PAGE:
September is slowly killing me. I have been so busy I’m surprised I have found time to breath! The weekend of Labor Day my husband and I went on a romantic retreat, the following weekend was Wild About Game, last weekend I went to Tacoma to see my family (and go to the fair which is an annual tradition!) and this weekend is Feast.
Every day this week there are pre-Feast parties for those of us involved in the event. Wednesday night I attended one where Chef Paul Qui served up Albacore tuna and grilled pork. Last night I went to a party called Pork of Ages where there were more than 20 roasted pig heads lined up (seriously!) and I got to meet author Ruth Reichl (yay!).
We have a saying about WAG: What happens on the mountain, stays on the mountain. So I can’t show you any of the truly ridiculous pictures from last Sunday but I can show you lots of fancy food porn and I know that’s really what you’re here for.
First though, we must start at the beginning:
Welcome to the Mountain!
The view from Timberline Lodge is incredible in the summer. I hate snow, ice and the cold so I can’t speak to what it looks like in the winter, but seriously, in the summer, it’s breathtaking — even when you’re up way too early after not enough sleep!
View from Timberline Lodge
Big booze bottle
Meet the Meat:
Next up is the food. At Wild About Game, the focus is on game meats. So there is everything from elk and quail to Oregon-raised water buffalo and rabbit available for sampling. We also include lots of bonus meats: locally made charcuterie, Kobe beef, hazelnut-fed pork and non-meats: cheeses, pickled quail eggs, Oregon sea salt. And it’s all there for the eating…even the ice cream made with cherries and bone marrow!
A chunk off of a 3-pound foie gras terrine…Just a little WAG party snack.
To many people the word wag is a verb, often referring to the movement of a dog’s tail. For me (and my co-workers), WAG means Wild About Game, a huge meat-fest that our company hosts every fall on Mt. Hood in Oregon.
We invite a bunch of chefs from the Pacific Northwest, head to the mountain and basically eat and drink for an entire weekend. Though the event itself is hard to organize, it is amazingly fun and a great opportunity to actually hang out with many of our customers in a non-work environment, something that’s pretty hard to come by in the food industry!
WAG has become so infamous in the PNW that it’s one of the events that everyone in the culinary field wants to attend. It could be due to the high-end snacking (foie gras, Iberico ham, freshly shucked oysters) or to the booze (free beer, gin, whiskey and wine). And that’s just the day event — the afterparty is where people really let loose.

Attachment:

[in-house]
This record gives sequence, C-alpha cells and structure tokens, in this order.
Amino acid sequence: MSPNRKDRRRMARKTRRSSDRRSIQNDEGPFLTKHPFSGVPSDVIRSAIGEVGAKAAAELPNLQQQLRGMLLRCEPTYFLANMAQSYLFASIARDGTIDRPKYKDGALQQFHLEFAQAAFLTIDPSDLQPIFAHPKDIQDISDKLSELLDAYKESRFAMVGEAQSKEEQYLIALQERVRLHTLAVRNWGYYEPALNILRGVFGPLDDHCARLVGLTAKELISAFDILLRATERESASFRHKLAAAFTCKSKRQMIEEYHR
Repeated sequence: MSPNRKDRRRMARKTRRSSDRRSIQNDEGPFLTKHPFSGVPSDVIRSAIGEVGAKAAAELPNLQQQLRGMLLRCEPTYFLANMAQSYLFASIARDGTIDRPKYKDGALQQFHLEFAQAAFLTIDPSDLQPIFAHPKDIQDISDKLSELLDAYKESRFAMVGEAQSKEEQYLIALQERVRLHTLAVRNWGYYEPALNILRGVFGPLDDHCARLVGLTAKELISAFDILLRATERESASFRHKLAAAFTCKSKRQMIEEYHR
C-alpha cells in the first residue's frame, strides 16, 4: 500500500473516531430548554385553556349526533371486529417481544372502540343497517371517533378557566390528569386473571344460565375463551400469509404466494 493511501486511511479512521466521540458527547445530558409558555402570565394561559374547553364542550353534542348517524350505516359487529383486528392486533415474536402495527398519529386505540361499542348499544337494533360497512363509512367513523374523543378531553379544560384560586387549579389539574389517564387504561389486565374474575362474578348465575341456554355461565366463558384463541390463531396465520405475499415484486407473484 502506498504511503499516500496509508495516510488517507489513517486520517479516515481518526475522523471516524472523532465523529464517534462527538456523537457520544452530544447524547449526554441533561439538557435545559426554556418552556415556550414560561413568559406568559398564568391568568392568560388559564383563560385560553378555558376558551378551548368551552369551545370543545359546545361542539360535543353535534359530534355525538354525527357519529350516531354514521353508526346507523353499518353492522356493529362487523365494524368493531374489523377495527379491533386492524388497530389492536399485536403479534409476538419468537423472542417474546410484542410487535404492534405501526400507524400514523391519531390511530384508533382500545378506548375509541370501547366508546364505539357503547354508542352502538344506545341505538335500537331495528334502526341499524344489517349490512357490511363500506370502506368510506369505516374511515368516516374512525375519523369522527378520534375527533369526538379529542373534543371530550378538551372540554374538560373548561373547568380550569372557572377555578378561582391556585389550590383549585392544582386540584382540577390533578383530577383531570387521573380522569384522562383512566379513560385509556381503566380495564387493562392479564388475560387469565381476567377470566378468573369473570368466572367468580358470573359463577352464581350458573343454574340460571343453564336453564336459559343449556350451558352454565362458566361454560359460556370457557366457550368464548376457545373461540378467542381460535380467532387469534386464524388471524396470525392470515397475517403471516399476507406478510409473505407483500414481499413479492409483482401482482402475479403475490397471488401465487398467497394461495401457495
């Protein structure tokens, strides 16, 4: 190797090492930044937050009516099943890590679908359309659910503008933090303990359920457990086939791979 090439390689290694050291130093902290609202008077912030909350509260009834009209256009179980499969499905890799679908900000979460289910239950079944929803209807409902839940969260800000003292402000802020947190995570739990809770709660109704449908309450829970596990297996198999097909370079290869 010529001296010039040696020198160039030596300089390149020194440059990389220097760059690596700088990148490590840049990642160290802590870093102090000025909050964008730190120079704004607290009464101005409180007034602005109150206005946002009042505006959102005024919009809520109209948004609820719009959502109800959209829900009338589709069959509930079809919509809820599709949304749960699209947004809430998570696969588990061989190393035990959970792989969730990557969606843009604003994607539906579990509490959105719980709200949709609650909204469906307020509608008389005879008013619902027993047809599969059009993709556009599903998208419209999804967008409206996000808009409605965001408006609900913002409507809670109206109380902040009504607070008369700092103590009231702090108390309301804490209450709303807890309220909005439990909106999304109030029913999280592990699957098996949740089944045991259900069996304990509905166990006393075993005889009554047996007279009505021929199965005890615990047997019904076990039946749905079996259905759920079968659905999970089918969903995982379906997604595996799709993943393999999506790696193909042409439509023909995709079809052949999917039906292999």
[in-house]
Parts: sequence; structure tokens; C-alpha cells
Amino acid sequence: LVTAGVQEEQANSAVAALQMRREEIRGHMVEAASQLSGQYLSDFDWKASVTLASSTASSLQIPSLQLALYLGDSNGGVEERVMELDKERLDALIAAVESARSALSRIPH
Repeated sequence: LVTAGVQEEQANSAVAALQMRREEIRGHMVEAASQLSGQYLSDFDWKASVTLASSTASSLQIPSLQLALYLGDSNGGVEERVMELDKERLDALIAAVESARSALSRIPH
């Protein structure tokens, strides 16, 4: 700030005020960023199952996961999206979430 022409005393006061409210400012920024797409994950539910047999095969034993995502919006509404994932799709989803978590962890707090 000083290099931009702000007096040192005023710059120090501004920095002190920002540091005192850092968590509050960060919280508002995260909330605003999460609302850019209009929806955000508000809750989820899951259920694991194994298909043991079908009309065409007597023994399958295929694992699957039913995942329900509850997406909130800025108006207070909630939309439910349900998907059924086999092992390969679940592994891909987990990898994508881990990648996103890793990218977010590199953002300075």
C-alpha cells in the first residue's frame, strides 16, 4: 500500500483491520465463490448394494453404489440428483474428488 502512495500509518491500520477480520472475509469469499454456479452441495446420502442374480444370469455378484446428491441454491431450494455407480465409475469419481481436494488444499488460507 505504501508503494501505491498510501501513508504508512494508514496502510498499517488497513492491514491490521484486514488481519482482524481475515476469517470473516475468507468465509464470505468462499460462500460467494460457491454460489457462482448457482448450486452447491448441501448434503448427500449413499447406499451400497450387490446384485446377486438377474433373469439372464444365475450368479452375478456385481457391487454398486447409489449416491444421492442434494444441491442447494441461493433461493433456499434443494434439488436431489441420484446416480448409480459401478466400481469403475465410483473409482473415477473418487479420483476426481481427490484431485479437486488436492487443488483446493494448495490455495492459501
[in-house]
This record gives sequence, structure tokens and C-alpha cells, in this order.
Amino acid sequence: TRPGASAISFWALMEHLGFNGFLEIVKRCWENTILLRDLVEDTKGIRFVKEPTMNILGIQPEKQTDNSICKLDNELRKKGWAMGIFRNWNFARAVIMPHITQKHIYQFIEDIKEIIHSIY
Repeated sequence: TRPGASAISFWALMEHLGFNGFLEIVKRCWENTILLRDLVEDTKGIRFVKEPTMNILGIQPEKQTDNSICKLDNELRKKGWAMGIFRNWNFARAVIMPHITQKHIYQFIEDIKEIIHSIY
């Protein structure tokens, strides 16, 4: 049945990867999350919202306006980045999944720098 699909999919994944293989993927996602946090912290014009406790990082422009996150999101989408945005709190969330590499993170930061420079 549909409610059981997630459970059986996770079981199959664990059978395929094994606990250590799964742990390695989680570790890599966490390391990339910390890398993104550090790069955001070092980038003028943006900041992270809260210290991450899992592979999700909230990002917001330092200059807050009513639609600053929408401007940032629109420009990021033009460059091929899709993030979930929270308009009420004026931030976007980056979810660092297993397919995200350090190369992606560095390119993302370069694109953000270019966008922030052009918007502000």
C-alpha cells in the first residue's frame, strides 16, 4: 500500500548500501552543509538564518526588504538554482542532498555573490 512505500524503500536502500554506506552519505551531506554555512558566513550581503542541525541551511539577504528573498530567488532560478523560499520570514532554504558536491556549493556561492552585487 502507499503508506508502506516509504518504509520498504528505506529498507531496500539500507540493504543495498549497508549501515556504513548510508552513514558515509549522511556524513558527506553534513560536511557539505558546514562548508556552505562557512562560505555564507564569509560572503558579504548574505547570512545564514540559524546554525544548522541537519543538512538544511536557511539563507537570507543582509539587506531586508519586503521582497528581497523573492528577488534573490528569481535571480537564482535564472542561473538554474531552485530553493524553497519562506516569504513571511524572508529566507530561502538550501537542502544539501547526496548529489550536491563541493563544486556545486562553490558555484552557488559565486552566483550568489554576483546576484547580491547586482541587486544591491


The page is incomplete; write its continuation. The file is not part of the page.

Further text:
The view from Point Robinson Lighthouse, Maury Island
Yesterday was our first full day on Vashon Island. Eager to see some island scenery and stretch our legs, we drove a mile down the road to the Island Center Forest. This 363-acre forest has 9 miles of hiking trails, two ponds and is open to bikers, hikers, dogs and horses.
We passed a few other hikers but mostly it was very quiet, and besides getting a little lost we were successful in finding both ponds. Though I’ll say one was definitely more of a marsh than a pond but still, it was a fun trek.
As I mentioned in yesterday’s post, my husband and I drove up to Vashon Island from Portland to spend Labor Day weekend away from the city. On our way up, we made a side trip to Seattle’s Fremont neighborhood for brunch at Joule. We had both heard rave reviews about their food but had never been in before. In all honesty, I went in with fairly low expectations simply because of the hype but was totally blown away.
First of all, I loved the concept of their brunch menu. You can pay $17 for a walk through their buffet and you get to order an additional entrée as well. For $12 you can do one or the other, but it was well worth the money to try both. The bonus is that you get the best of both worlds — you get to eat something immediately (and we were SO hungry after the three-hour drive) but you also get a hot dish made to order, which can’t be beat.
The buffet isn’t the basic cafeteria-style line up of eggs, pancakes and toast. Instead it’s a small table of fabulously prepared items, all based on a theme. While we were there, the dishes were southwestern inspired: peaches in habanero syrup with cilantro, jalapeño pimento cheese with homemade crackers, green tomato jam, corn salad, corn bread, pickles and more.
I filled my plate and cleared it in record time. Everything was so good, but the peaches were the winner, perfectly ripe, sweet and spicy.
Vashon Island is definitely not a tropical island!
Last weekend my husband and I hit our 7th year marriage milestone. To celebrate, I forced him to make my favorite dinner ever — chittara pasta with roasted cauliflower, chili flakes, bread crumbs, Parmesan and a LOT of olive oil. (Side note: This was the first time I’ve actually watched him make this dish and I have to say after I saw the sheer amount of oil in it, I almost wished I hadn’t helped him make it. My god!)
But besides a fantastic dinner and a bottle of bubbles, we laid low for the day, saving our energy for this weekend instead. My husband took a very rare Saturday off and, thanks to Labor Day, we have two blissful days planned on Vashon Island in Washington.